Living my whole life in Arkansas, US, I'm certain that "if I were" is never used by locals. Instead, phrases like "if I was," "you was," and "they was," have replaced their equivalents in other regions. I've heard these so often that I think it's necessary to ask if they are grammatically correct as a part of a southern dialect. Does their appearance in a certain region as acceptable excuse their application in formal writing? Personally, I indeed believe that anything not found in generic, "accent-free" areas should not be considered correct. But officially within a southern US dialect, are these constructions grammatical?
This question is the stuff grammar wars are fought over.
Personally, I don't think I've ever heard anyone say "if I were", and I've lived all over the US except the south. The lay idea being, you would say, "I was a king," not, "I were a king," so why should you say, "If I were a king," instead of, "If I was a king"?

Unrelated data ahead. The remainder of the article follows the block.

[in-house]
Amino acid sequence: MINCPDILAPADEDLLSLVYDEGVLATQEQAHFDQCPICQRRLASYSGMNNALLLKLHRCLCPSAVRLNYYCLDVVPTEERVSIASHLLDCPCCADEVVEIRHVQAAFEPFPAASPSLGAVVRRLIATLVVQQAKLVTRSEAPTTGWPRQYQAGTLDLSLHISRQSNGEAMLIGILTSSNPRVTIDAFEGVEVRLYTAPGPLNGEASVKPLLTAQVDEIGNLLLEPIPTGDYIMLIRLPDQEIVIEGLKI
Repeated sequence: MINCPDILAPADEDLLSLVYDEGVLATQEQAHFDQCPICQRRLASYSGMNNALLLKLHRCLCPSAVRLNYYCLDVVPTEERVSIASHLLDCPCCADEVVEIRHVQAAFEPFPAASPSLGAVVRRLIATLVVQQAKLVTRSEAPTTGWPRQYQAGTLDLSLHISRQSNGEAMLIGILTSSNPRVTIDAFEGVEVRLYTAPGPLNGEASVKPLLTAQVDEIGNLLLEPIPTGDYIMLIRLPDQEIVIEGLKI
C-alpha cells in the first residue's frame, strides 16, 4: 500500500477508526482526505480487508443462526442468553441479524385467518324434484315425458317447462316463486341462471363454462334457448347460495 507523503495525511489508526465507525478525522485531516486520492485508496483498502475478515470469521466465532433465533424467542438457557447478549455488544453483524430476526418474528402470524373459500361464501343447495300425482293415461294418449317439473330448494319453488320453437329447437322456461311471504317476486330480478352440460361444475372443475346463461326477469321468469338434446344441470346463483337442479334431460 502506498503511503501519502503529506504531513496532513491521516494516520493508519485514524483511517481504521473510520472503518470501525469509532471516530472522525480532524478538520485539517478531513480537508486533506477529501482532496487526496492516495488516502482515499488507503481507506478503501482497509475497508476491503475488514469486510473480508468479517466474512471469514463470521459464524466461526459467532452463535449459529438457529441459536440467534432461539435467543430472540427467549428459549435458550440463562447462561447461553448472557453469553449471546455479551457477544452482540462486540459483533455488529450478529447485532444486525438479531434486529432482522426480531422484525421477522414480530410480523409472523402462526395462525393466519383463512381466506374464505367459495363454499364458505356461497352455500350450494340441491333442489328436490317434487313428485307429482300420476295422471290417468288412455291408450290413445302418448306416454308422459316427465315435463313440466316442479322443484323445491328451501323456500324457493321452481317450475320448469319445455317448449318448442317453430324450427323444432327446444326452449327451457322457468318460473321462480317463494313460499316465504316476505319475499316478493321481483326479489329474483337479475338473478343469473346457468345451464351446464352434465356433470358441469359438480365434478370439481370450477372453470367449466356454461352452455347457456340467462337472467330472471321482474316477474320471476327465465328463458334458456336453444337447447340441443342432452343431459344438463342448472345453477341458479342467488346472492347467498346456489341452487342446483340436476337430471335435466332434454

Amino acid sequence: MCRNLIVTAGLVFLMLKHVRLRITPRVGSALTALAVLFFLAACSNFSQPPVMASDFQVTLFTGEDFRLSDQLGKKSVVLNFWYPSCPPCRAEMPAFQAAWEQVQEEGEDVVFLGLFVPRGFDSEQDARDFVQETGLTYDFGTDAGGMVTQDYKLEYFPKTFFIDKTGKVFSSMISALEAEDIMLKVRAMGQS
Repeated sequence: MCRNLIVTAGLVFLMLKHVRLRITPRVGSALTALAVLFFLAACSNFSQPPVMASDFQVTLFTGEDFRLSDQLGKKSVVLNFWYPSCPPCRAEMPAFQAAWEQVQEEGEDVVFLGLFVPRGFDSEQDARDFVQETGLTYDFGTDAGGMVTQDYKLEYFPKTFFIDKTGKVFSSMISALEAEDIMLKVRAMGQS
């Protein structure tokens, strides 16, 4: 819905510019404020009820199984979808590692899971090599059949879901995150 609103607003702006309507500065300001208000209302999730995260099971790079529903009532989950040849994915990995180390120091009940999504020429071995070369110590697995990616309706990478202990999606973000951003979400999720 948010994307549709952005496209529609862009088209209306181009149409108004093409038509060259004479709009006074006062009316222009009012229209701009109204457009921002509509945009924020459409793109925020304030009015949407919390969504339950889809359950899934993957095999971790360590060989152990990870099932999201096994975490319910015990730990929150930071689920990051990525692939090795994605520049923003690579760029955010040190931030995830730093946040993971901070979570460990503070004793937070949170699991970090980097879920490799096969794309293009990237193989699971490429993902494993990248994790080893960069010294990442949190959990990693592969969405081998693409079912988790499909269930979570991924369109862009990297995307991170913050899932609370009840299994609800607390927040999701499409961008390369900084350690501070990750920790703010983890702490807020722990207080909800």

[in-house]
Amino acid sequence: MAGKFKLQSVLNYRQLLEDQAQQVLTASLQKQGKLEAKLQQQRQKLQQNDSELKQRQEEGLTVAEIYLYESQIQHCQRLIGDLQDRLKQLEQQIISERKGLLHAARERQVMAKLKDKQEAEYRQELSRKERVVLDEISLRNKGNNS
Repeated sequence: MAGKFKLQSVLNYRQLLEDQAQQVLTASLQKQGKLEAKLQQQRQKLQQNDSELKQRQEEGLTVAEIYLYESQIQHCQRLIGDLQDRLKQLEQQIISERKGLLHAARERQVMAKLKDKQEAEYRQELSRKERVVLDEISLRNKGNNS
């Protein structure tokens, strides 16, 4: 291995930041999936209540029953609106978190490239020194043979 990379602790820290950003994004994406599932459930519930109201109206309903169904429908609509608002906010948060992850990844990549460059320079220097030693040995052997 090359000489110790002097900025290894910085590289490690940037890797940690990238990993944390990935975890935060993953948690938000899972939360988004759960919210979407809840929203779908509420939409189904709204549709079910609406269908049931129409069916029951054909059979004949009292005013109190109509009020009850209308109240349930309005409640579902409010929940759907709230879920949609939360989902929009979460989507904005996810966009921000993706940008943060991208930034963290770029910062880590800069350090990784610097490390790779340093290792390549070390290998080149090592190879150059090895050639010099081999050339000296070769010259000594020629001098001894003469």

This is called the "subjunctive mood" and is used to indicate that the statement is untrue or wistful. "If I were..." or "I wish I were..." are the typical structures for "subjunctive mood" statements.
So, is it now grammatically correct to dispense with the subjunctive mood? That's a matter of opinion, but if you ask most people they'd probably say, "What's a subjunctive mood?" If I was braver, I would voice my preference.